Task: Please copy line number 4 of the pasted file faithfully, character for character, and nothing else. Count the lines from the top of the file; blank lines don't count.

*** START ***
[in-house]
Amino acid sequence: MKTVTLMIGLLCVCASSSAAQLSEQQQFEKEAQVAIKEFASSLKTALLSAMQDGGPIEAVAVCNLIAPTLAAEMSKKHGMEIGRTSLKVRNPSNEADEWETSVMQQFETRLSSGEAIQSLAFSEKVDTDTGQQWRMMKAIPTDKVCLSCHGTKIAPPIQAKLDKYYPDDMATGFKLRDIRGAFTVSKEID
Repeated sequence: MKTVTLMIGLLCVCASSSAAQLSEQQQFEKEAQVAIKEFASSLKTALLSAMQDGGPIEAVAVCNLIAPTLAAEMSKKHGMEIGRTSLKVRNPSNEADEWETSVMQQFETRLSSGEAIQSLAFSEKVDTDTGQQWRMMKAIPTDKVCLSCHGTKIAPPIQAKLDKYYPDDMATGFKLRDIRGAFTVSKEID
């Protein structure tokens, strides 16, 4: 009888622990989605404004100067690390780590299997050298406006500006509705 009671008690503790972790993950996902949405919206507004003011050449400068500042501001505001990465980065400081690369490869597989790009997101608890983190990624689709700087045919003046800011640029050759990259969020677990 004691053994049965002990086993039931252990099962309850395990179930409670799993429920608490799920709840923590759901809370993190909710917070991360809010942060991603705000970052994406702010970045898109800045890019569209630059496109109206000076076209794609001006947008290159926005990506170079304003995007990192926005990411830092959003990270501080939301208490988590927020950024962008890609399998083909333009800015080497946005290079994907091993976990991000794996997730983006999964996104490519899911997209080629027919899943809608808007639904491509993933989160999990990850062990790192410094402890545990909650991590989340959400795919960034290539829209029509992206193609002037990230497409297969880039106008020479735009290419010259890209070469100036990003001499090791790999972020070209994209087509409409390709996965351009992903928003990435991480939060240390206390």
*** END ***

């Protein structure tokens, strides 16, 4: 009888622990989605404004100067690390780590299997050298406006500006509705 009671008690503790972790993950996902949405919206507004003011050449400068500042501001505001990465980065400081690369490869597989790009997101608890983190990624689709700087045919003046800011640029050759990259969020677990 004691053994049965002990086993039931252990099962309850395990179930409670799993429920608490799920709840923590759901809370993190909710917070991360809010942060991603705000970052994406702010970045898109800045890019569209630059496109109206000076076209794609001006947008290159926005990506170079304003995007990192926005990411830092959003990270501080939301208490988590927020950024962008890609399998083909333009800015080497946005290079994907091993976990991000794996997730983006999964996104490519899911997209080629027919899943809608808007639904491509993933989160999990990850062990790192410094402890545990909650991590989340959400795919960034290539829209029509992206193609002037990230497409297969880039106008020479735009290419010259890209070469100036990003001499090791790999972020070209994209087509409409390709996965351009992903928003990435991480939060240390206390």